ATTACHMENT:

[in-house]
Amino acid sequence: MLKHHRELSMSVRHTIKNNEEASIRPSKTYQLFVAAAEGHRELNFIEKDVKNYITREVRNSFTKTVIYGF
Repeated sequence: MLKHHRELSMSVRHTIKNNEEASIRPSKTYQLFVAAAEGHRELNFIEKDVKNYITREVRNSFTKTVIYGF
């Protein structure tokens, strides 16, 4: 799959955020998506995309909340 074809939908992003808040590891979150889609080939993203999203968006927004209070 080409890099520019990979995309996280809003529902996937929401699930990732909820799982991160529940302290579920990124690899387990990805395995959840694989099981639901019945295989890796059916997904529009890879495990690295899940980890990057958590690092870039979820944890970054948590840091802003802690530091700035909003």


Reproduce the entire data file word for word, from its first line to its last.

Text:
[in-house]
Amino acid sequence: MLKHHRELSMSVRHTIKNNEEASIRPSKTYQLFVAAAEGHRELNFIEKDVKNYITREVRNSFTKTVIYGF
Repeated sequence: MLKHHRELSMSVRHTIKNNEEASIRPSKTYQLFVAAAEGHRELNFIEKDVKNYITREVRNSFTKTVIYGF
């Protein structure tokens, strides 16, 4: 799959955020998506995309909340 074809939908992003808040590891979150889609080939993203999203968006927004209070 080409890099520019990979995309996280809003529902996937929401699930990732909820799982991160529940302290579920990124690899387990990805395995959840694989099981639901019945295989890796059916997904529009890879495990690295899940980890990057958590690092870039979820944890970054948590840091802003802690530091700035909003």